Another tip, although less relevant for most players, sort of grew organically in our group. We play on a huge magnetic whiteboard (about 30″ x 60 “) that I placed on my coffee table. There’s about a 6” margin all the way around for player cards, drinks and things like that, and the players started writing down their hit points, defenses, healing surges and other stats on the board right in front of them as a good quick-reference. Since it was dry-erase, it eliminated all the damage to the character sheets that results when players have to write and erase hit point totals, healing surge totals and things like that.
Adversary Chart & Player Chart
From: Bruce Paris
My initiative system involves a clipboard, 2 printed pages, a pencil, and an eraser.
The Adversary Chart is slipped into the clipboard first, then the Player Chart is folded over and slipped in on top of the Adversary Chart (to match). Then away you go.
I prepare my Adversary Charts in advance. I also have charts for 3.5 D&D, Basic Roleplaying, and Star Wars.
You are welcome to give out my 4E charts as downloads if you wish. They are free for anyone to use:
One Second Rounds
From: Christopher R. Dow
One of Hackmaster’s (and Aces & Eights’) greatest strengths is the “Count Up” system of combat rounds. Basically, each count is a second of game time. This has a couple interesting implications.
First, the count can get high for large combats. Second, it’s easy to estimate how much game time any activity would take, because seconds are easy to estimate.
Because of this, I just use an excel spreadsheet. Each row is a count. When someone gives me their next count up number, I just find the row that matches and make notes.
I also use a free counter app, which lets me just hit the space bar to advance the count. Doing this allows me to easily keep track of everything happening and what happens in each count. If it’s a spell effect, and it lasts for 30 seconds, I scroll to row 30 and note that the effect ends. By the time combat gets down there, my notes will be waiting for me.
From: Glenn Davis
A magnetic whiteboard is great for drawing things out to help supplement a description or clarify things for players, since they can’t always see what’s in the GM’s mind. You can get white magnets that can take dry-erase markers. I’ve found this works better than clothespins because:
- You can move the magnets around easily when characters change their position in the initiative order.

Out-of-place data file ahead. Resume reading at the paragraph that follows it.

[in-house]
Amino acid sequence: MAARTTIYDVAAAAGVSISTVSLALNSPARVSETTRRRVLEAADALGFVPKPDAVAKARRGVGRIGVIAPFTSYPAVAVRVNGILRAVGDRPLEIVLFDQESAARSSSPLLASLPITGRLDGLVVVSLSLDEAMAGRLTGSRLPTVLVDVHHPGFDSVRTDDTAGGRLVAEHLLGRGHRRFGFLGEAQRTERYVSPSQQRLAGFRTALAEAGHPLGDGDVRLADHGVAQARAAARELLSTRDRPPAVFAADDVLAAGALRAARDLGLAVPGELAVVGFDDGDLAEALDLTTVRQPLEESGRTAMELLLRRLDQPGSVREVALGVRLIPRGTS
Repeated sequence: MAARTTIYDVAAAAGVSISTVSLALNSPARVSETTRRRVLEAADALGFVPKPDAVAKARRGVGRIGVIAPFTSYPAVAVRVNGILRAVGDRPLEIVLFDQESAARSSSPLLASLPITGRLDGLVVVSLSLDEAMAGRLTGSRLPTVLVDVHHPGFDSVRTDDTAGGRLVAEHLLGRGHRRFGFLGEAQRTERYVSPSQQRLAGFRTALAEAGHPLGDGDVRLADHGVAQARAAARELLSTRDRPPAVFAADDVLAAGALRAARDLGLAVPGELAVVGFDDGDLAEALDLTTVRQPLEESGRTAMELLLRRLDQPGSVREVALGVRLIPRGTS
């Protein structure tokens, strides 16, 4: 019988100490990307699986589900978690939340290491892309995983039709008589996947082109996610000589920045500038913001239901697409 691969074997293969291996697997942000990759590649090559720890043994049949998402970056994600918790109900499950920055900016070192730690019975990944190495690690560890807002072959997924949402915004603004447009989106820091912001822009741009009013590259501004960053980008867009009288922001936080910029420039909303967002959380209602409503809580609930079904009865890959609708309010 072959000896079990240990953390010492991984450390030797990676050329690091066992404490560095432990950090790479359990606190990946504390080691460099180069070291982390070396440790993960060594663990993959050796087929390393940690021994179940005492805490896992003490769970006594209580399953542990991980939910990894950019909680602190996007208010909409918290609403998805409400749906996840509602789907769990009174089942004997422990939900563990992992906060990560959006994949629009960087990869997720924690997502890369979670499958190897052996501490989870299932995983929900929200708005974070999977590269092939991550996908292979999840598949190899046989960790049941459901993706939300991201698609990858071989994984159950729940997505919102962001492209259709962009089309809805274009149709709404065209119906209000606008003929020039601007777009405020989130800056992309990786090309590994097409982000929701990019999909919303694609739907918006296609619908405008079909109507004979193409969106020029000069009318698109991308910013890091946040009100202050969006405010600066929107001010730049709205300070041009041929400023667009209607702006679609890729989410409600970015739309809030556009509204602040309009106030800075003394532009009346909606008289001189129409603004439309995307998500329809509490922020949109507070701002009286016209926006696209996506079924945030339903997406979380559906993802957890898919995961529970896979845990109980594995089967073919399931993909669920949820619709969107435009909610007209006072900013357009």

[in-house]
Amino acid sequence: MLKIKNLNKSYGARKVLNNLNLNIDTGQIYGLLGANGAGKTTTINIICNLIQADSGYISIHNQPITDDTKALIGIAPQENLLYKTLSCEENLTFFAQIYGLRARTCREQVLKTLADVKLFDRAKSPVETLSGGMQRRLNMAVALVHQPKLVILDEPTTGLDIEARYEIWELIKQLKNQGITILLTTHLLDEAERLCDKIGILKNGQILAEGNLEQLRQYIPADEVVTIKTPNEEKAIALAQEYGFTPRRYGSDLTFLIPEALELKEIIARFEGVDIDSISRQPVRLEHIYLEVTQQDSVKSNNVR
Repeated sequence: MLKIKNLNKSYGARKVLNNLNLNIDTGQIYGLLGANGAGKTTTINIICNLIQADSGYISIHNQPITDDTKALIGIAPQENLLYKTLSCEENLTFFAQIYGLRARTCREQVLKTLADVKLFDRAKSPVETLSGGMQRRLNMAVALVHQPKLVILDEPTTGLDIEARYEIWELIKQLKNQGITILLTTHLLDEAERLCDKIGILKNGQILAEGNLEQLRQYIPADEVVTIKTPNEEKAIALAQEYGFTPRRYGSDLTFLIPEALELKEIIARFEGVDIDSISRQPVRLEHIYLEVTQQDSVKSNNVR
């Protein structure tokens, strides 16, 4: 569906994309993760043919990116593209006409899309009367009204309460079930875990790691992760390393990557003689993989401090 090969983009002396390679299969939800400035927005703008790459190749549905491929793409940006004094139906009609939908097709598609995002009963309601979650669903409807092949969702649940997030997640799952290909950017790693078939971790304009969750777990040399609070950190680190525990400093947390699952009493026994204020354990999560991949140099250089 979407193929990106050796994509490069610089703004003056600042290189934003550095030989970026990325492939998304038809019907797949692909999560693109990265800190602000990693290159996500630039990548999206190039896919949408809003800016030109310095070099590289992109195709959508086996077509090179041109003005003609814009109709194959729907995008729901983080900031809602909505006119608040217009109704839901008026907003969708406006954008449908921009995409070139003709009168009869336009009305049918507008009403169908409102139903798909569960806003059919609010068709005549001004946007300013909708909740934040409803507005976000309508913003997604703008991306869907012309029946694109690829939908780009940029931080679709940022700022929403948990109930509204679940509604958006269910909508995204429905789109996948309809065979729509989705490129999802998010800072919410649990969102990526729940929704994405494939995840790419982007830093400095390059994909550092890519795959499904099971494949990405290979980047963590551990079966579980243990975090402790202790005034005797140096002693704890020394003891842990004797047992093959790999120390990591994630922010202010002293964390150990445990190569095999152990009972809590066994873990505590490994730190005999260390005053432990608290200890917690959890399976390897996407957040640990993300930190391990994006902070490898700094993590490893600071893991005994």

- My magnets are dry-erase, so there’s no need to get more if characters change, because you can write new names as needed.
- You can also write on the whiteboard or magnetic strips. Add notes such as on which turn a multi-round effect will expire on a character (poison, status effects, “held”), when “surprise” wears off, or that a character is casting a spell that takes one or more rounds.
I often write the DC for these effects next to PCs affected, as well as ACs next to my monsters, so players will be quicker to do the math when their turn shows up.
I have a custom set of rules where how long the combat has lasted is important, so I also keep track of the number of rounds that have expired on the whiteboard. This is also useful when players race against the clock.
I like to assign a timekeeper who is not the GM to keep my whiteboard list of characters organized. They announce who’s up, who’s on deck, and who’s in the hole. I like that person to sit across from me so I can see when my NPCs are up.
You can overlay a grid on the board to show character heights while your usual game mat shows their x and y coordinates. This is useful for aquatic or aerial combat.
I make cut-to-scale magnetic templates for spell, breath, splash, and other area effects, and have them attached to the whiteboard for quick access.
The biggest recommendation I have after you’ve purchased a whiteboard is always check your “dry erase” markers in the corner of the whiteboard by drawing a little and then erasing, because not all “dry erase” markers erase that well, and you don’t want to ruin your whiteboard.
If you don’t use dry erase magnets, you use card stock and clothespins. Just glue magnets to the clothespins.
Before I used my whiteboard I used slips of paper or card stock that were placed in initiative order in the corner of my gaming table. I used pieces from another game, like Risk, that were color-coded to the minis.
For example, I would make Alan a mostly red miniature and then use a red token and glue it to a piece of card stock with Alan’s name on it. Then I would use a mostly green miniature for Brenda and use a green piece glued to a piece of card stock with Brenda’s name on it, and so on.
Split Into Teams
From: Chris Carpenter
I split initiative into different teams:
- Friendly NPCs
Whoever has the higher initiative within the group goes first. And whoever has highest initiative goes first. Sounds complicated, but keeps it simple for me.
Gamemastery Combat Pad
From: Gabriel Martin